Have been reworking the ship to have the detachable cargo hold, added more lift capacity, and greater living space in the lower levels. Still working out the details.

Also worked on the ion drives in the tail. Thinking about doing the same to the bottom of the ducted fans, but at the same time I worry about crossing over into SCI-FI. I think the ship should stay realistic & practical (with bleeding edge technology). So no laser guns, photon torpedoes, or warp drive : )

Still trying to figure out how they should look.

All this required structural changes to the ship's mesh. Had to rebuild the bottom of the ship and the tail (there are still parts that are "carved out", that need fixing). Still trying to clean up the model.
Title: Re: Cargo Design
Post by: cameron on January 17, 2018, 07:06:13 PM
Have been reworking the cargo hold. Released a new model at http://precariat.us.to/cargohold (please donate! (http://"http)). This cargo hold is the smaller size that fits version 3 of the Precariat (http://"https).

Have been trying to figure out how to dock with the cargo hold in 3D space (including yaw, pitch, and roll). Haven't been able to come up with anything hi-tech. I suppose a laser guided automatic docking system can take control of the ship and perfectly align it to the cargo hold in any position under any weather conditions. But someone else will have to design it : )

Trying to be practical, all I could come up with is using mooring lines and winches to "pull" the ship into place (the same as ocean ships). The Precariat would float close to the cargo hold, then drop lines to connect at various points.


With the mooring lines connected, the cargo hold (or the ship) could winch itself into position. Once in position, the ship & cargo hold would "lock" together. The bottom of the ship contains a grid of I-beams that are integrated into the ship's structure.


Need a structural engineer to do the math, but the largest I-Beam I could find was 24" that weighs ~120lbs per foot. I'm not sure how many beams you would need to lift 500 tons, but made a grid of beams totaling 1786 feet. Which added 107 tons of weight to the ship(!!!). I couldn't find any graphene I-beams. Can someone calculate how much a beam can "lift" per span (ten 95' spans shown) and how many are needed to lift a fully loaded cargo hold?

For the locking mechanism, all I could think was to grab onto the i-beams. Once winched into place, the cargo hold would literally "grab" the ship and hold on (watch yellow clamps at the top of the image).


Hopefully detaching the cargo will be much easier. Just disconnect and float away (after adjusting lift/ballast to compensate for losing the cargo weight).

Title: Re: Cargo Design
Post by: Eduardo Blomar 1679 on January 18, 2018, 09:42:07 AM
Are we married to using maritime/land based containers? There seems to be a large assortment of Air Cargo containers that weigh considerably less:


Also, how about a non-detachable area that the cargo loads into via a port (one container at a time) that, when empty, can be filled with gasbags for additional lift?

Title: Re: Cargo Design
Post by: Eduardo Blomar 1679 on January 18, 2018, 11:07:23 AM
Here are some specifications from Granger Aerospace for you:


Title: Re: Cargo Design
Post by: cameron on January 18, 2018, 11:27:28 AM
The cargo hold could carry anything. I just used shipping containers to show scale (using something familiar). The entire cargo hold would be a sort of "pod" that you could fill with whatever you like. Different "pods" could be designed to carry anything. Just trying to come up with a docking system that would be universal to all "pods".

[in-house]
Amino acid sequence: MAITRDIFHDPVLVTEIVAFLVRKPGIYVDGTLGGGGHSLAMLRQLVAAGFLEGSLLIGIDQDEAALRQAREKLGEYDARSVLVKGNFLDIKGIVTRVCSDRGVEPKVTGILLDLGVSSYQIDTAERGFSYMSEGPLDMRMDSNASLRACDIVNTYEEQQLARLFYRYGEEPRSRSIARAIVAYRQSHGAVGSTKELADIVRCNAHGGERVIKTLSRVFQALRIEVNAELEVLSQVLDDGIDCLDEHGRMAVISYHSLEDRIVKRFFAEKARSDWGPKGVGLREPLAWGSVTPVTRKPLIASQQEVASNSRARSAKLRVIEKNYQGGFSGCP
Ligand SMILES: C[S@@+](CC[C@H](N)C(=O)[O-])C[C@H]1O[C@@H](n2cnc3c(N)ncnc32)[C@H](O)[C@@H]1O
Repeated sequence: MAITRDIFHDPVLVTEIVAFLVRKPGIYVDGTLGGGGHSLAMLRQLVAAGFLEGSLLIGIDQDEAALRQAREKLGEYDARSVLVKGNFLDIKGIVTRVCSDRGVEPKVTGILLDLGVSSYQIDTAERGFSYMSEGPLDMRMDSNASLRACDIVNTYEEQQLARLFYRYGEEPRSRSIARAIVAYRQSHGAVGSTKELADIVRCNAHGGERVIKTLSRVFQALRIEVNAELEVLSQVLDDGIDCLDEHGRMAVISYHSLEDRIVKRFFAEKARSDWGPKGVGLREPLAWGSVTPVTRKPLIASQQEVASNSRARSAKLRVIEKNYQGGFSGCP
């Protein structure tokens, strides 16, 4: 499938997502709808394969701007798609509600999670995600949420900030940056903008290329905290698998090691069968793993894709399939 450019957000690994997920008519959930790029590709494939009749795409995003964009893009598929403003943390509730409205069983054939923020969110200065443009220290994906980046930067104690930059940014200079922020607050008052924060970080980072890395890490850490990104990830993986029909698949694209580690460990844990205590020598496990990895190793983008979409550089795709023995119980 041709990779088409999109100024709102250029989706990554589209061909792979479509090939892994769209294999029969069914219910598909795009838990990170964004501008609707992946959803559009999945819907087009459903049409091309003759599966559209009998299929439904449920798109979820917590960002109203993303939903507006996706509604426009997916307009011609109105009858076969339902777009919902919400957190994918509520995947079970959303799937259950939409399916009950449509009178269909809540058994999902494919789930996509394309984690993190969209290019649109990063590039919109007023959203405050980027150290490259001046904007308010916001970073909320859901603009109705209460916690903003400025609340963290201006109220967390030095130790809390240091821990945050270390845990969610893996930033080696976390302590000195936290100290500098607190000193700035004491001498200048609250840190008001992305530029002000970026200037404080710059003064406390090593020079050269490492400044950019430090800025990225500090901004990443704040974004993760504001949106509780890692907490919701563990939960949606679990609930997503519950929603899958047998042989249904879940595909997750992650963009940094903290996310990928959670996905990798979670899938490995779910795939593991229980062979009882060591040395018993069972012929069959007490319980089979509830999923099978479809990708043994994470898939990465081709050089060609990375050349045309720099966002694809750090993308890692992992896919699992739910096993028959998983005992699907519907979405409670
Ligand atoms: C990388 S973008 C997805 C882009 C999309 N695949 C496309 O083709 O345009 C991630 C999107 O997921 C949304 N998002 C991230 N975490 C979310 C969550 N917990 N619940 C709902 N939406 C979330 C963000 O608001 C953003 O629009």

There's a freight elevator (http://"https) for other parts of the ship (non-cargo). Gasbags could be loaded that way if necessary. I was also wondering if you could flood the cargo hold with helium/hydrogen to displace any air in the cargo hold and provide extra lift. Though it would probably kill any live cargo in the cargo hold.

Which is another option... If your cargo needs life support, the cargo hold would have to be designed to provide it. The different designs of cargo holds are endless. I was just trying to figure out how they would all be lifted by the Precariat.
Title: Re: Cargo Design
Post by: cameron on April 08, 2018, 02:28:20 PM
Came up with another style of "cargo" that uses the Precariat as an air launch system (http://https) for satellites.

There are a total of 52 launch tubes to launch several types of payloads. The Precariat would lift to 100km, then each tube could launch it's own stage 2 rocket to take it's payload to it's final altitude & orbit.

There are 33 small (5' dia. / 72' long) launch tubes for rockets with smaller cube-sat style payloads like Vector-R/H (http://https) & Falcon 1 (http://https).

16 medium (17' dia. / 72' long) launch tubes for Falcon 9 (http://https) style payloads. And 3 large (26' dia. / 448' long) launch tubes for something much larger.

Rockets would be launched from the "cargo hold" with cold-gas thrusters, then ignite their main thrusters once clear of the ship.

The Precariat replaces the conventional stage 1 of a rocket launch system. The rockets that launch from the ship only need enough power to achieve orbital velocity and lift the payload to it's final altitude.

Was going to make an animation to show the process, but it will take forever (please donate! (http://http)).


Title: Re: Cargo Design
Post by: cameron on April 08, 2018, 02:29:12 PM
Title: Re: Cargo Design
Post by: cameron on May 06, 2018, 07:31:55 AM
Uploaded both cargo designs to Sketchfab (http://https) so you can view, rotate, zoom & explore the model in your browser.

[attachment=1]Untitled1.jpg[/attachment] (http://https)

[attachment=0]Untitled2.jpg[/attachment] (http://https)